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EXCERPT

Trudging painfully to Shiva

October 25, 2005

Inspired by the surfing movie "The Endless Summer," Arlene Blum dreamed up her own "endless winter," a 15-month round-the-world climbing adventure. In the spring of 1972, Blum and three companions tackled the unclimbed 16,500-foot ice peak Shiva, which she describes in "Breaking Trail."

AT dawn, we began picking our way through a mass of crevasses and seracs in the ice fall above our camp. Progress was excruciatingly slow because of the worst possible snow conditions: brittle crust over deep powder. I'd put my foot on the hard surface, break through into calf-deep thick powder, pull my foot out of the jagged hole, and start all over again. For hours we trudged painfully toward Shiva, the central Shishnag peak. The snow was deep and heavy. Falling through the breakable crust was so unpleasant that Toby and Dave decided to turn back. Joel, who was roped to me, started to follow them down. But I wanted to continue high enough to see the unknown valleys on the other side of the ridge leading to the peak.

"Cut the rope, Joel," Toby suggested as he and Dave headed down. We all laughed, although I wasn't sure if this suggestion was completely in jest.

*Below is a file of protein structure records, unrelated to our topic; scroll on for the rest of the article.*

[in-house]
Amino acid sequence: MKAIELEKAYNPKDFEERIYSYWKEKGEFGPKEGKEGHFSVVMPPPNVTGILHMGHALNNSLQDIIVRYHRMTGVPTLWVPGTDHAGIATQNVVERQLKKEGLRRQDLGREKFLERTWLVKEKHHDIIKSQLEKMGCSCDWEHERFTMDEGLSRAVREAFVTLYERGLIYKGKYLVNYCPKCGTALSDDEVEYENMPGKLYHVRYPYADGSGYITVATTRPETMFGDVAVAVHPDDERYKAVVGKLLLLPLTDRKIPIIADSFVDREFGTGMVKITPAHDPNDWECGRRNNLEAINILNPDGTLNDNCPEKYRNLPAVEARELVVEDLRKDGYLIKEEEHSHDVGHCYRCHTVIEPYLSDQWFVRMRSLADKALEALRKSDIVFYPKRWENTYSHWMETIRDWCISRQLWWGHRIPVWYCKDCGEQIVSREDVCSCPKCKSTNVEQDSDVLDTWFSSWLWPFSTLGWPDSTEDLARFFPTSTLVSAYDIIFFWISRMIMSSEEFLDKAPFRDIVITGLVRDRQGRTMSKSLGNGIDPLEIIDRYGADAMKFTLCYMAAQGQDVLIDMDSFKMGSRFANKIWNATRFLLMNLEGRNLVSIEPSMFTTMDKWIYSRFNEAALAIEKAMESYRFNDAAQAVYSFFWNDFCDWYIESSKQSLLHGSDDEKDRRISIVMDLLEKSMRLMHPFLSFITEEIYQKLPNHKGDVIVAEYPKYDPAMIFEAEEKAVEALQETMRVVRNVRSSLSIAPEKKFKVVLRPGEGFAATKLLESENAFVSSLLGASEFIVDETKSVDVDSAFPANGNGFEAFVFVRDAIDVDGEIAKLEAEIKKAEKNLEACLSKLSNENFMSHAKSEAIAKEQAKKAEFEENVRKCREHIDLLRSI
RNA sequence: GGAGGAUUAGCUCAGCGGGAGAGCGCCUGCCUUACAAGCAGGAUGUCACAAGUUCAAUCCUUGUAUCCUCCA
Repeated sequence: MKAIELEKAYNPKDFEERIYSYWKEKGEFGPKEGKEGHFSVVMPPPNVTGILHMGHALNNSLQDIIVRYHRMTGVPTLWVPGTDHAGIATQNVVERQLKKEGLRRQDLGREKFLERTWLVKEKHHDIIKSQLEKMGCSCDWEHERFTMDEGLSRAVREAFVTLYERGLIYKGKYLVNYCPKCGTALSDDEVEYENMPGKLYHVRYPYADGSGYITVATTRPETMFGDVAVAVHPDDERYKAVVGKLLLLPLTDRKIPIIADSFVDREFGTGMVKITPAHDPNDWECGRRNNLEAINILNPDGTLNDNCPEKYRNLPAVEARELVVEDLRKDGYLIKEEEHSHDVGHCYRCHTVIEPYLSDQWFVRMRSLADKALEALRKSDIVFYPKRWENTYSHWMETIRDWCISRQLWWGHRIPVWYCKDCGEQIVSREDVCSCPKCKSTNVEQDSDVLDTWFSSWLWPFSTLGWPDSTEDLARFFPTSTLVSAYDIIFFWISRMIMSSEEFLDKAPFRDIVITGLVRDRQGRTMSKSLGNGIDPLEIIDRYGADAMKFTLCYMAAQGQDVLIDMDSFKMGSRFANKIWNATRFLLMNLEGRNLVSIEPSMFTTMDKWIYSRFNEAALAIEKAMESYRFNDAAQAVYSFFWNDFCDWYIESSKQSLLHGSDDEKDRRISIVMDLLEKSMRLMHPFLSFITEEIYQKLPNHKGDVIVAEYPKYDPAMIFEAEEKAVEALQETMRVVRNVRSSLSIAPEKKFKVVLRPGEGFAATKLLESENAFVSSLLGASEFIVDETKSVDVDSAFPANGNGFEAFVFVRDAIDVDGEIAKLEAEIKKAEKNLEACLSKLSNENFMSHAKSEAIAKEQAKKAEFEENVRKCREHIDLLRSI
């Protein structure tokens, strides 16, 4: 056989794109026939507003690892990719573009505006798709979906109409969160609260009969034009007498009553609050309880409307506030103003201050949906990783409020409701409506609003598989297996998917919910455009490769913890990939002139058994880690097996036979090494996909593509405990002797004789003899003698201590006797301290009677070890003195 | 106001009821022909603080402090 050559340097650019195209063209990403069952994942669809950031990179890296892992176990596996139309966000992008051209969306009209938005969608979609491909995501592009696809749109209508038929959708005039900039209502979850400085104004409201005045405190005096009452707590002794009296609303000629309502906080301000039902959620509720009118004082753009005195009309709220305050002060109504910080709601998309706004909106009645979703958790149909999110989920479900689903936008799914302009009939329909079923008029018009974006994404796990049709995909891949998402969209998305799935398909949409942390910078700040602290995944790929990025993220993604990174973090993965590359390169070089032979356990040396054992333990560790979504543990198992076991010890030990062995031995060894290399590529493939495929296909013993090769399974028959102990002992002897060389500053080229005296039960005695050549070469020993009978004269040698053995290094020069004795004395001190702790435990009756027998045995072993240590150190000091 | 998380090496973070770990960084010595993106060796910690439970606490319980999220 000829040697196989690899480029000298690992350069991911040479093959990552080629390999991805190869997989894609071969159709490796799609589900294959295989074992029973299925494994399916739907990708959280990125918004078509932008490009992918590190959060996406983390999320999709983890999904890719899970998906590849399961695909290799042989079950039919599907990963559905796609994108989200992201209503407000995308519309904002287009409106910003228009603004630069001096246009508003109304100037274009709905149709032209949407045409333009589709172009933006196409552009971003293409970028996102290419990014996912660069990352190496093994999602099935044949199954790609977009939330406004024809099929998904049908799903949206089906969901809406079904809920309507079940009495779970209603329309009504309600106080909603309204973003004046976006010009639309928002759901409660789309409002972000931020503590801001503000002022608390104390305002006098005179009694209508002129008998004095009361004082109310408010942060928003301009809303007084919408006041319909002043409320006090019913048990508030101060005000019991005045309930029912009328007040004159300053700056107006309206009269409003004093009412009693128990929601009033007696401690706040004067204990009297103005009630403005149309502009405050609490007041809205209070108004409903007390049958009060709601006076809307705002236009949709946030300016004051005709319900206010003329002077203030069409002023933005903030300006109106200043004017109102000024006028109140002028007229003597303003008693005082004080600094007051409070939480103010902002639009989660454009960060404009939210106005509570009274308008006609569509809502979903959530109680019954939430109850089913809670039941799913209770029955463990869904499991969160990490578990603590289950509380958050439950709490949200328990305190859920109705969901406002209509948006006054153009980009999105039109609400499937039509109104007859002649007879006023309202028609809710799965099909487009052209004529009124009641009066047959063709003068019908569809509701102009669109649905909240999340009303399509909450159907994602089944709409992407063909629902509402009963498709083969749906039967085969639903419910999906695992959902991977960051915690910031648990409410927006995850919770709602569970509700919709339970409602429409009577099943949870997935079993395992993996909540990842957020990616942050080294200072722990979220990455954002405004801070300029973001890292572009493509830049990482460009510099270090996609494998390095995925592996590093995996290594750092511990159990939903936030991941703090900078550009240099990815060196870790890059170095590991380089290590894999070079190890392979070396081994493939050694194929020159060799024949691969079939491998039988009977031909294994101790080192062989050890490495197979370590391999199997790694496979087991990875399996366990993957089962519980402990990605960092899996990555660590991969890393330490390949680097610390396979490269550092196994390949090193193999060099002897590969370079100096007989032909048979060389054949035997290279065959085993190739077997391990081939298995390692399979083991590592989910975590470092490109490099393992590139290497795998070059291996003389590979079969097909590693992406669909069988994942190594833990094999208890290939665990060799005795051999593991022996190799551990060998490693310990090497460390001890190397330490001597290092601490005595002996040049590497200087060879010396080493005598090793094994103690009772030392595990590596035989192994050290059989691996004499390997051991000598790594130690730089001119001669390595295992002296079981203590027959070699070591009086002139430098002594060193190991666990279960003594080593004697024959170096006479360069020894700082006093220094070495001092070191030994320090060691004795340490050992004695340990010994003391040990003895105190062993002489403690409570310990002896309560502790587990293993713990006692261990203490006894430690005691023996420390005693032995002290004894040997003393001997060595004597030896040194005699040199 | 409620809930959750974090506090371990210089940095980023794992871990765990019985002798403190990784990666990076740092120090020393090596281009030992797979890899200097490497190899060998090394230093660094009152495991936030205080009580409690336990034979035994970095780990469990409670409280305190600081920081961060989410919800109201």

Joel did not cut the rope. As we fought our way up, I didn't think about how exhausted I was or how bad the snow was; I was determined to reach the ridge. It was the old step-and-breathe routine: breathe many times, step forward on the crust, break through and sink to my knees in the snow, breathe many times, pull my foot up out of the hole and step again. Sometimes I crawled on my knees, which helped since I didn't sink down as far. I remembered swimming endless mind-numbing laps on the swim team at the Y.

After breaking trail through the heavy snow for hours, I suddenly found myself on steep, hard ice, the kind that delighted Joel and Toby, but frightened me. Joel took over the lead and I followed him up the 50-degree face with huge flutings of protruding ice. My heart racing and my mouth dry, I continued up a ridge that turned out to be more than 60 degrees. (For comparison, a staircase is typically about 25 degrees. At 60 degrees you can reach your arm out in front of you and touch the slope.)

Seeing that we were heading for the top, Toby and Dave raced back up the broken trail to join us. Then Toby and Joel alternated leads for two hours of intense ice climbing. Although I felt out of my element, I struggled along behind them. Reaching the top at last, we gave a loud cheer and I flew my ... flag from Shiva, our second first ascent. Our magnificent view of the forbidden high plateau of Ladakh, the beautiful twin ice pyramids of Nun Kun, and ranges of unknown peaks was reward enough for my effort. Someday, I thought, I will climb there.

Our celebration was cut short by black clouds and peals of thunder. We hung our rope around a convenient rock and rappelled down the steep ice face in the lightly falling snow. Back at our camp in the crevasse, my three companions congratulated me on persevering when they'd been ready to give up.

"You're the Queen of Tenacity, Arlene!" said Joel. "I would never have guessed there was a solid slope beyond that terrible snow. I'm glad you went on -- and that I didn't cut the rope."

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